UCL Psychology and Language Sciences


Language and Cognition Seminar - The role(s) of language in determining Alzheimer’s risk

01 November 2016, 4:00 pm–5:00 pm

Event Information


Chandler House, room 118

Speaker: Professor Alison Wray, Centre for Language and Communication Research, Cardiff University

It has been known for some while that active bilingualism can offer protection against Alzheimer’s (Alladi et al., 2013; Craik, Bialystok, & Freedman, 2010) by virtue of increasing ‘cognitive reserve’ (Stern, 2006). Recent studies suggest that the development of both cognitive reserve and underlying brain reserve (the size and connectivity of the brain) (Graves et al., 1996) is directly or indirectly linked to: APOE—one of the genes associated with Alzheimer’s (Pettigrew et al., 2013); processing speed (Luciano et al., 2009); memory (Riley, Snowdon, Desrosiers, & Markesbury, 2005); and the development of a secondary network to help with processing if Alzheimer’s is interrupting the primary one (Steffener & Stern, 2012). Somehow to be integrated with all of those are a range of linguistic observations, including that the density with which a young adult packs ideas into a string of words is predictive of whether they will get Alzheimer’s in old age (Engelman, Agree, Meoni, & Klag, 2010; Kemper, Greiner, Marquis, Prenovost, & Mitzner, 2001; Snowdon et al., 1996). Given that language use is socially determined, and that linguistic skills are difficult to separate out from educational experience and general intelligence measures, there are huge challenges for understanding the big picture, with information from several disciplines needing to be integrated and reconciled. With reference to my two current projects, funded by BRACE Alzheimer’s and the Wellcome Trust, I will explore aspects of the maze of biological and social variables that appear to interact to determine Alzheimer’s risk. Our projects are looking for evidence that certain patterns of language can be associated with other risk factors for Alzheimer’s. While we have few completed analyses yet, I will discuss the challenges of deciding what hypotheses to test.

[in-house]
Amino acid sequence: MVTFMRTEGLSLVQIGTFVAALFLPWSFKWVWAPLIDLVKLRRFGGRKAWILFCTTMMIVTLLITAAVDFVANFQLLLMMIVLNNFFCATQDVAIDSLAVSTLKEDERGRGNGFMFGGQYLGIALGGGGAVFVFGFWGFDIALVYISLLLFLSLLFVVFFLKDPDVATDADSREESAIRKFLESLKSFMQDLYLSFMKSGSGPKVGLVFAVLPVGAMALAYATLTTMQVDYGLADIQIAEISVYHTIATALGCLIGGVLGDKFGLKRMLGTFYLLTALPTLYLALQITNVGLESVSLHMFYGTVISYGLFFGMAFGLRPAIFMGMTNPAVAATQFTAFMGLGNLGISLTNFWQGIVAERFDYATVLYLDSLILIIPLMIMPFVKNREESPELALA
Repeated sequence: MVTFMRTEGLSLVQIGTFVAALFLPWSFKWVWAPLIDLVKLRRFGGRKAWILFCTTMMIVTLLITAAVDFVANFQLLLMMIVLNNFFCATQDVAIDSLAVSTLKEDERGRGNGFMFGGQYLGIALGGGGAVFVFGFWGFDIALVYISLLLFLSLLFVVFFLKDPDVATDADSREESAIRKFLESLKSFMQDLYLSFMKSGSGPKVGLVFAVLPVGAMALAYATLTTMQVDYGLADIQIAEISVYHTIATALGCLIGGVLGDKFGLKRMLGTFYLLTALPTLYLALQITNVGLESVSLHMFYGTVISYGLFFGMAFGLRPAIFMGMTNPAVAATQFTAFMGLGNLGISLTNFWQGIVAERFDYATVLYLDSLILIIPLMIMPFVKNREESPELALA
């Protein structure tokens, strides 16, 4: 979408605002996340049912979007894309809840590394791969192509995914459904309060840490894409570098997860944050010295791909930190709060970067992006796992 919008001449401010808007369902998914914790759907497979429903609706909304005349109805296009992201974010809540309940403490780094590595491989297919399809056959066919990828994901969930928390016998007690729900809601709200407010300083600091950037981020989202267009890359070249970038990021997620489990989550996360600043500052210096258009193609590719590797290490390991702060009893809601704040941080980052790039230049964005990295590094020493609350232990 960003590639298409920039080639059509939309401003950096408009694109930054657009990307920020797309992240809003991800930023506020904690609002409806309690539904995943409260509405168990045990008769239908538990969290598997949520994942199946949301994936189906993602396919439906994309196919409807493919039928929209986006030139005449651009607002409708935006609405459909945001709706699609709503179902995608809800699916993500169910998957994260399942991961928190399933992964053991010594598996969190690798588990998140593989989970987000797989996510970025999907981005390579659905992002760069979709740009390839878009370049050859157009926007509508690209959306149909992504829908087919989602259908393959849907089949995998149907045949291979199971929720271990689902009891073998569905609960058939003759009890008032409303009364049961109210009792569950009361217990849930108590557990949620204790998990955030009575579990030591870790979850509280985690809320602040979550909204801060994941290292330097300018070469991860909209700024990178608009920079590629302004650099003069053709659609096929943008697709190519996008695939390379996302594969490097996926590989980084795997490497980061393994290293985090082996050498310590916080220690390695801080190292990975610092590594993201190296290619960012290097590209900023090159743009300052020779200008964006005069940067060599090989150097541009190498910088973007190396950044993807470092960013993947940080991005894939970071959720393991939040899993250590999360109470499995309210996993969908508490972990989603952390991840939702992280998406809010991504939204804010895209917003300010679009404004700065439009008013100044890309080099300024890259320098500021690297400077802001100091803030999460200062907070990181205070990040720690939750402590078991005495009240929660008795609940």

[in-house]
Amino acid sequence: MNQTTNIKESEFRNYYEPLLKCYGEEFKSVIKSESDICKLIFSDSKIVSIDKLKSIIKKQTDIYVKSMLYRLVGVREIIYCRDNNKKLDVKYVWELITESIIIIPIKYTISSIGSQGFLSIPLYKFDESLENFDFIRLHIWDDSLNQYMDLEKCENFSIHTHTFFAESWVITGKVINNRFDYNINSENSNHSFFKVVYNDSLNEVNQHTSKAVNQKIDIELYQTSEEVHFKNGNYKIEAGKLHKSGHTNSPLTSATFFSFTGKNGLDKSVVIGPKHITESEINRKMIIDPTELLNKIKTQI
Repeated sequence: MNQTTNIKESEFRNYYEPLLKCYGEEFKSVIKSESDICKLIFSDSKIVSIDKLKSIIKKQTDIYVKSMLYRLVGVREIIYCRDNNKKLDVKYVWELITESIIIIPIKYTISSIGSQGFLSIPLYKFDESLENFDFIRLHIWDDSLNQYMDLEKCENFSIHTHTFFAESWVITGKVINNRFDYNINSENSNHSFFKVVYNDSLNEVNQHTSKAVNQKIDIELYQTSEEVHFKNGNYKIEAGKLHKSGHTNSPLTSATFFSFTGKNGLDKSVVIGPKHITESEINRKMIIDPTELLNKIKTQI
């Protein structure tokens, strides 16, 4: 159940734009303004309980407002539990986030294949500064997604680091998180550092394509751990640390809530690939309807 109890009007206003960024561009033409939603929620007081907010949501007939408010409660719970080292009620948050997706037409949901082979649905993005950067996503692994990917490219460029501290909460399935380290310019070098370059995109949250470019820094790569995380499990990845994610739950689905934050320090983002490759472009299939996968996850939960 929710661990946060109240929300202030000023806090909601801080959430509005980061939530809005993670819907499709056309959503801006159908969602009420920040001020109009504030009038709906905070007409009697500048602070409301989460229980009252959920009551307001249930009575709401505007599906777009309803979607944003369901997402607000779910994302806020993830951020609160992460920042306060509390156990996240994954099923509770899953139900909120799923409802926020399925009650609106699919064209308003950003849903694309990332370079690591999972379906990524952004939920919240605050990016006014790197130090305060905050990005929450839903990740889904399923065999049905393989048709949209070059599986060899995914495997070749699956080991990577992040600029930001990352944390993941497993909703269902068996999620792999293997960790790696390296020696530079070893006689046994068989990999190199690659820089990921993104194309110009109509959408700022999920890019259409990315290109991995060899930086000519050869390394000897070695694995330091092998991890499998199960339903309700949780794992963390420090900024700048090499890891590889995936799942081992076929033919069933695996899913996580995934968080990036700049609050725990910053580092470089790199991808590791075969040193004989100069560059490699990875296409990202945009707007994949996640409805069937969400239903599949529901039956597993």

Time: Tuesday 1 November 2016, 4pm

Venue: Room 118, Chandler House, 2 Wakefield St, London WC1N